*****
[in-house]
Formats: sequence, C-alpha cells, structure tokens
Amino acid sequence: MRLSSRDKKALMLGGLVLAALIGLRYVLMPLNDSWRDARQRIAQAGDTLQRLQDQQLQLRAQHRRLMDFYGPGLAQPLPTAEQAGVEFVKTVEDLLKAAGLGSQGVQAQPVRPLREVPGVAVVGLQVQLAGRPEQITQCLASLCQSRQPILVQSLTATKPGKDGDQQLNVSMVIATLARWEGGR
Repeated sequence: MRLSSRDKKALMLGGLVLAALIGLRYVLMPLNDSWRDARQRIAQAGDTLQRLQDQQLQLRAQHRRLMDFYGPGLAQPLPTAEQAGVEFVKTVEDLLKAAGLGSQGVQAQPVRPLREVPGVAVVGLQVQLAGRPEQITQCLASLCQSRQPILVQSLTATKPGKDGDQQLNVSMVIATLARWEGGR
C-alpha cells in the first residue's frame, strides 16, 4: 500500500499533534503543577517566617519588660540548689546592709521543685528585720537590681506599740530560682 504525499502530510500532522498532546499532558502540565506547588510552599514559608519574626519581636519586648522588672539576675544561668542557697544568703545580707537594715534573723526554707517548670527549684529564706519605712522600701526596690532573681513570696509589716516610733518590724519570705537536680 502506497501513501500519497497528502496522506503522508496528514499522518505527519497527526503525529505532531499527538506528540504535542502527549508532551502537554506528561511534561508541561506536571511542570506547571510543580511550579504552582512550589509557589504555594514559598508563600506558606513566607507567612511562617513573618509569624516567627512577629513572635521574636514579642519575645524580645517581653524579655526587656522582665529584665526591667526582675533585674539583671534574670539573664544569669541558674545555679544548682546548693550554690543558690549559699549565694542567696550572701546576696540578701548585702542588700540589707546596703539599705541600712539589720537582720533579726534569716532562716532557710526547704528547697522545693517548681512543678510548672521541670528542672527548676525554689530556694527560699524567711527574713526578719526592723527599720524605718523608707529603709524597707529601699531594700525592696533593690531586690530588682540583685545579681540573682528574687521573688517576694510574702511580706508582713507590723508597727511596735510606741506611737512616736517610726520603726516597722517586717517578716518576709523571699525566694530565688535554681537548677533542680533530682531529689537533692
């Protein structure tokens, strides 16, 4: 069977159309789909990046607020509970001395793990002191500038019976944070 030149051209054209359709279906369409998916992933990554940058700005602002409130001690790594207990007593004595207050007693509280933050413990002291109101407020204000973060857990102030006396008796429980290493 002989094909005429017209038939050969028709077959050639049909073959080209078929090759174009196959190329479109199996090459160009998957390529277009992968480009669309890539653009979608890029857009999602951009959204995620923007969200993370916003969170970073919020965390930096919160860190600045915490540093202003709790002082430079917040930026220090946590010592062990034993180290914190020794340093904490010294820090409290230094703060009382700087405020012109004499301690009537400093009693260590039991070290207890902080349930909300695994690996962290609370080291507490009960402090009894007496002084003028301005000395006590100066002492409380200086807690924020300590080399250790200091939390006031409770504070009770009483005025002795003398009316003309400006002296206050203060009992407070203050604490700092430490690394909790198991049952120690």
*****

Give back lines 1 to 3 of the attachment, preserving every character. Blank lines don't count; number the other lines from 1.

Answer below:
[in-house]
Formats: sequence, C-alpha cells, structure tokens
Amino acid sequence: MRLSSRDKKALMLGGLVLAALIGLRYVLMPLNDSWRDARQRIAQAGDTLQRLQDQQLQLRAQHRRLMDFYGPGLAQPLPTAEQAGVEFVKTVEDLLKAAGLGSQGVQAQPVRPLREVPGVAVVGLQVQLAGRPEQITQCLASLCQSRQPILVQSLTATKPGKDGDQQLNVSMVIATLARWEGGR